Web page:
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Special report on repatriation of Burundian refugees

[Tanzania] Refugees waiting to be loaded onto the homeward bound trucks departure centre, Kanenbwa camp, Tanzania.
Sept pour cent des Tanzaniens de moins de 49 ans seraient séropositifs. (IRIN)

Some of the refugees have started going back to Burundi, and humanitarian workers say this could well mark the beginning of a more generalised movement. however, their reintegration is clouded with uncertainty.

Ten years of war

Burundi's war began in late 1993, triggered by the assassination, in October of that year, of the country's first democratically elected president, Melchoir Ndadaye, a Hutu.

Fighting between mainly Hutu rebels and the military, which was dominated by Tutsis, caused many deaths and rendered large swaths of the country unsafe. Hundreds of thousands of people fled to neighbouring Democratic Republic of Congo, Uganda and Tanzania.

In November 2003, the country's largest rebel group, the Conseil national pour la defense de la democratie-Force pour la defense de la democratie (CNDD-FDD) faction led by Pierre Nkurunziza, and the government finally signed a comprehensive peace deal, at the heart of which was army reform.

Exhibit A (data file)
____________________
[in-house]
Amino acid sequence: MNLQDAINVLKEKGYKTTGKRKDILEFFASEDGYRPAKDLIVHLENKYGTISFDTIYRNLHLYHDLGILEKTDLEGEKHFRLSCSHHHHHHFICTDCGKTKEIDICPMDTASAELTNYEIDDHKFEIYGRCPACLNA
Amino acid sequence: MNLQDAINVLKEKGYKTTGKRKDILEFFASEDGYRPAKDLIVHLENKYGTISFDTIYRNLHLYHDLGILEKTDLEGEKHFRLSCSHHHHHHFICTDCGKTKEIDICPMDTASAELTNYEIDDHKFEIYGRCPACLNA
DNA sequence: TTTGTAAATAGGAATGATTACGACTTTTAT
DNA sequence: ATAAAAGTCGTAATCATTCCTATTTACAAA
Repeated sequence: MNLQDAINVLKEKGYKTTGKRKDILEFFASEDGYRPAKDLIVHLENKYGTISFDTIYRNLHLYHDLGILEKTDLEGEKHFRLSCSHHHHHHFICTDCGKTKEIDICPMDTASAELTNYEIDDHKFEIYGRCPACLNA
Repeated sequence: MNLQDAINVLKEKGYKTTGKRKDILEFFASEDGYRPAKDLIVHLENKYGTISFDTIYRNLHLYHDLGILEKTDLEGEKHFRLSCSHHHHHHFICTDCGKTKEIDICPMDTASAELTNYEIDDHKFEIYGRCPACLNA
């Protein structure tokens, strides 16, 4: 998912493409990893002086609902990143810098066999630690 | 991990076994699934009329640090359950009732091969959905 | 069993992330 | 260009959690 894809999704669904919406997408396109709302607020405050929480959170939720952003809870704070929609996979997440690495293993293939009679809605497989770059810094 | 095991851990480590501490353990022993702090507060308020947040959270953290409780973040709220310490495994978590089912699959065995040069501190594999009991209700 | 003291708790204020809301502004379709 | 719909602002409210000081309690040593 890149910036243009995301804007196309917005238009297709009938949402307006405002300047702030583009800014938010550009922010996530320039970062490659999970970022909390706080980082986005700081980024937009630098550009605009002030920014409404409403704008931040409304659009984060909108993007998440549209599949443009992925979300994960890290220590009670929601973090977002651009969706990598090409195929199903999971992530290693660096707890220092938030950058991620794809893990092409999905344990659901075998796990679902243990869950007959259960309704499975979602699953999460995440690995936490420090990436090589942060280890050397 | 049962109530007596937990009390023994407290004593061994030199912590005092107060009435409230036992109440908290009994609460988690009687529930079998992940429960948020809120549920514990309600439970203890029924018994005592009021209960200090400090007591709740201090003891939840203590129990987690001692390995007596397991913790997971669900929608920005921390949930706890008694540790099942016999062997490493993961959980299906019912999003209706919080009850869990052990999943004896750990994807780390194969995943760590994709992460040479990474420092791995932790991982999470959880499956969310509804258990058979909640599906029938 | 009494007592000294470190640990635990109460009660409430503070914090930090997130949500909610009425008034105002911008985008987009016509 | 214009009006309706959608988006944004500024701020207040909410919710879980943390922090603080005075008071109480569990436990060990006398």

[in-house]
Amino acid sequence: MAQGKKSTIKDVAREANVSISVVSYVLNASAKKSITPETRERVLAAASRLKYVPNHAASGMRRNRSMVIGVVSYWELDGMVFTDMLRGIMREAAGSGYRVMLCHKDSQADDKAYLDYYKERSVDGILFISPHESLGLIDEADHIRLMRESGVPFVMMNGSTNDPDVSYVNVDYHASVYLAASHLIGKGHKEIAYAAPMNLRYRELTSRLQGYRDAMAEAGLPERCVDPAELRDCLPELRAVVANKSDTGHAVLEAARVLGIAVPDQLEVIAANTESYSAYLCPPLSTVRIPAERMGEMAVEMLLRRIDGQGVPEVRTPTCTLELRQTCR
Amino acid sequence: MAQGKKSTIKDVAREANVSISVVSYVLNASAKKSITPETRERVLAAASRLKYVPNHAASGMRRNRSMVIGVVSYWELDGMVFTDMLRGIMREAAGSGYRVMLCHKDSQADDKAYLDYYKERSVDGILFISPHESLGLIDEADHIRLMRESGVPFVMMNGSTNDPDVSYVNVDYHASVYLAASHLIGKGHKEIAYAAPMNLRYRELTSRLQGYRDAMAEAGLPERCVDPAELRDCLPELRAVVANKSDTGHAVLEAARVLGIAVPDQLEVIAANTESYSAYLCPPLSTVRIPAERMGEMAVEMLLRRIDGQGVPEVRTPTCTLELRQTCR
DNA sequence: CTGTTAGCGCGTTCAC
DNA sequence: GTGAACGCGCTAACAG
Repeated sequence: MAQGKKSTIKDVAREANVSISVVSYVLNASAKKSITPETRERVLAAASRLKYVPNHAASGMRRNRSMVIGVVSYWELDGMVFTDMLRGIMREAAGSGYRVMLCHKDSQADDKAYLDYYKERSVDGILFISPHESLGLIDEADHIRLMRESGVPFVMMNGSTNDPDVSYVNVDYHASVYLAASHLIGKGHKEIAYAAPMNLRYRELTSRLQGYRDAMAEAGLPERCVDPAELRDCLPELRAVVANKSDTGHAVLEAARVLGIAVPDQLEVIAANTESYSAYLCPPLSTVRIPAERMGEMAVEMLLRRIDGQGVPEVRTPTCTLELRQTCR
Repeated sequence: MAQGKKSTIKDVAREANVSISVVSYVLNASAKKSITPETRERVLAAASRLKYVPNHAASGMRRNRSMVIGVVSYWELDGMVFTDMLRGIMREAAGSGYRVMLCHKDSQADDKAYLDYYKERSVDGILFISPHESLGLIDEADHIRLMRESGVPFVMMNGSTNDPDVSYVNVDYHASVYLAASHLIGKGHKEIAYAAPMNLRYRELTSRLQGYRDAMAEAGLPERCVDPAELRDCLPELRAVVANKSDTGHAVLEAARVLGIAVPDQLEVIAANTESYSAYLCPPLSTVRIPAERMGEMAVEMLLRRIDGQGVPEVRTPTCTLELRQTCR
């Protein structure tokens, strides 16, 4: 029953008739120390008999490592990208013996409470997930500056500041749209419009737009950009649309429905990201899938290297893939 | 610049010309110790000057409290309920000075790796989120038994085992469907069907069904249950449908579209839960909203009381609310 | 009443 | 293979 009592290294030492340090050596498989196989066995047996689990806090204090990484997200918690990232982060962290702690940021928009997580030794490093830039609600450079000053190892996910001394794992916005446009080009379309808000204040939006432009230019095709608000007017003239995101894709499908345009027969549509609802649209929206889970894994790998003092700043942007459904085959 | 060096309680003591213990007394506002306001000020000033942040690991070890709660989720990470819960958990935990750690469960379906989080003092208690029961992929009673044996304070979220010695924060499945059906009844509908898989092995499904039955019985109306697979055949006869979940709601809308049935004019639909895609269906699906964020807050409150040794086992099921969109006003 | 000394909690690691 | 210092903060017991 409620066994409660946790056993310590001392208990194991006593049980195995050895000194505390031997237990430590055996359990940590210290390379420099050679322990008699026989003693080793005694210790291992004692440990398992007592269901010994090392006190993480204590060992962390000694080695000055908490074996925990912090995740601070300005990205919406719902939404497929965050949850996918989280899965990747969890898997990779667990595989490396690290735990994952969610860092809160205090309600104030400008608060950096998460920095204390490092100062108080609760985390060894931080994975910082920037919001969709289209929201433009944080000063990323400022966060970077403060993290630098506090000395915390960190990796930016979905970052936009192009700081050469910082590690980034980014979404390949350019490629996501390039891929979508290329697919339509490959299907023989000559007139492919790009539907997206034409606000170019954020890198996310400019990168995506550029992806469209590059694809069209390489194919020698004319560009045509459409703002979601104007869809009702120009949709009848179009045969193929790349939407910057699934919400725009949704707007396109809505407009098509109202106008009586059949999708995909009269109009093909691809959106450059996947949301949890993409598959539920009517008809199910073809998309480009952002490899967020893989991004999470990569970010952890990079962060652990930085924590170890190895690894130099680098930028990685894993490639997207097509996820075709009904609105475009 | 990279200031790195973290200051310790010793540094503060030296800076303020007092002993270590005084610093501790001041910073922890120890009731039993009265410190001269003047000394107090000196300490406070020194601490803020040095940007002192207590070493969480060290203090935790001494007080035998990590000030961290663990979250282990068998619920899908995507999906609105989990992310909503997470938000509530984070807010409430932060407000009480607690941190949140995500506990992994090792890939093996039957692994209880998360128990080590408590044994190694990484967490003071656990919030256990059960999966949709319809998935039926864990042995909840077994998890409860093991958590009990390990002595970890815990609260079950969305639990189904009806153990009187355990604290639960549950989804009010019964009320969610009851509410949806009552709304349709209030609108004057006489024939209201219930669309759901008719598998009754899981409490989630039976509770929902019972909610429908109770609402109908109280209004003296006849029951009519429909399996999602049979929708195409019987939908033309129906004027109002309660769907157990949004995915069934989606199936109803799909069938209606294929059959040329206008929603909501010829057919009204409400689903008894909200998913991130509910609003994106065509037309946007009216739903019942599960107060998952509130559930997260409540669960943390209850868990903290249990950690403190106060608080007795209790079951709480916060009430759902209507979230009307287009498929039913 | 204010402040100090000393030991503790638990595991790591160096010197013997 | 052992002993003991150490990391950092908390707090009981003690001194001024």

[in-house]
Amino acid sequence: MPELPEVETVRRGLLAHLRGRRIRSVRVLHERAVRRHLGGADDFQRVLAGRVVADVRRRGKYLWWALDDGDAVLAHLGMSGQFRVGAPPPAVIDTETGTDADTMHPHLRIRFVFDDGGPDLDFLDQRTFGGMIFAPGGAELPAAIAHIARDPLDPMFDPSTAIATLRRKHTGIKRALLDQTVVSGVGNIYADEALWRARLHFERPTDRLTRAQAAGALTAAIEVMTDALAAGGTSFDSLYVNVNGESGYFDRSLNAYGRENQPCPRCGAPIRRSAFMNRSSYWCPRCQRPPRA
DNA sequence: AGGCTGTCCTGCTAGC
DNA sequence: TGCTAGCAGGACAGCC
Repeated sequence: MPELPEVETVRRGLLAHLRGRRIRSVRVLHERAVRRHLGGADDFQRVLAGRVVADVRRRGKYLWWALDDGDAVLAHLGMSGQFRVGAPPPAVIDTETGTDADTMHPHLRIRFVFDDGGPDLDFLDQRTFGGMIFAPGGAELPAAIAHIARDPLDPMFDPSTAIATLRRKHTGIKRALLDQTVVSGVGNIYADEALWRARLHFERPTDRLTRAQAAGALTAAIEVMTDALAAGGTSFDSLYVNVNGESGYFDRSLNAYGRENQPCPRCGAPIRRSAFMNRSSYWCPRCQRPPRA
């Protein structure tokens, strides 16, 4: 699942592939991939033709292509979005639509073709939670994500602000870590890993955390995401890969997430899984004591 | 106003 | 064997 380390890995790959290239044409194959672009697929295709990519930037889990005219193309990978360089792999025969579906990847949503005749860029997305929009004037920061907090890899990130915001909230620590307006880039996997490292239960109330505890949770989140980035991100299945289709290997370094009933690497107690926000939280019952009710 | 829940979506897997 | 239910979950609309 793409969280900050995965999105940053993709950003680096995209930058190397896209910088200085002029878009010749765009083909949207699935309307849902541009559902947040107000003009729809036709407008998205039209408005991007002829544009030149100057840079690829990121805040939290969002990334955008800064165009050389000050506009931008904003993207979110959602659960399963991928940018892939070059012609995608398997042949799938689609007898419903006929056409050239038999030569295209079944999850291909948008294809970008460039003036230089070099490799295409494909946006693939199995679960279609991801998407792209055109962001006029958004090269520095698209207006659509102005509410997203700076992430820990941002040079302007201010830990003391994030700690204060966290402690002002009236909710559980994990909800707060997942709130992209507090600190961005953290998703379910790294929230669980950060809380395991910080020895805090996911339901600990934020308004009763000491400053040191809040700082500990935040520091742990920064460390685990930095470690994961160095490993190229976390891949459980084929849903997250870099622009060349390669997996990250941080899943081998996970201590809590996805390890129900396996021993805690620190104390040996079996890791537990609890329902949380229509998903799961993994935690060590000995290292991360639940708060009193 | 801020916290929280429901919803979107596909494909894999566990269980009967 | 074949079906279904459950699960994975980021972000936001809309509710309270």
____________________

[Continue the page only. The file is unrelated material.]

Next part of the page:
Since then, fighting has ended everywhere except in the hills surrounding the capital, Bujumbura. Here, Agathon Rwasa's Forces nationales de liberation (FNL) rebels have dug in and are fighting the army and, some analysts say, Nkurunziza's CNDD-FDD.

Despite the fighting, many of the 320,000 Burundians in the refugee camps in Kigoma and Kagera regions in western Tanzania are optimistic about peace efforts this time around, which are fuelling their desire to go home.

Previous peace deals were followed by slight increases in the numbers of refugees returning home. Most, however, were sceptical and stayed in the camps awaiting signs of a more enduring peace. That still applies to the more educated of the largely Hutu refugee population, who want to see if elections and army reforms occur before returning. However, humanitarian workers still say that the current movement of returnees could well be the beginning of a final wave returning home.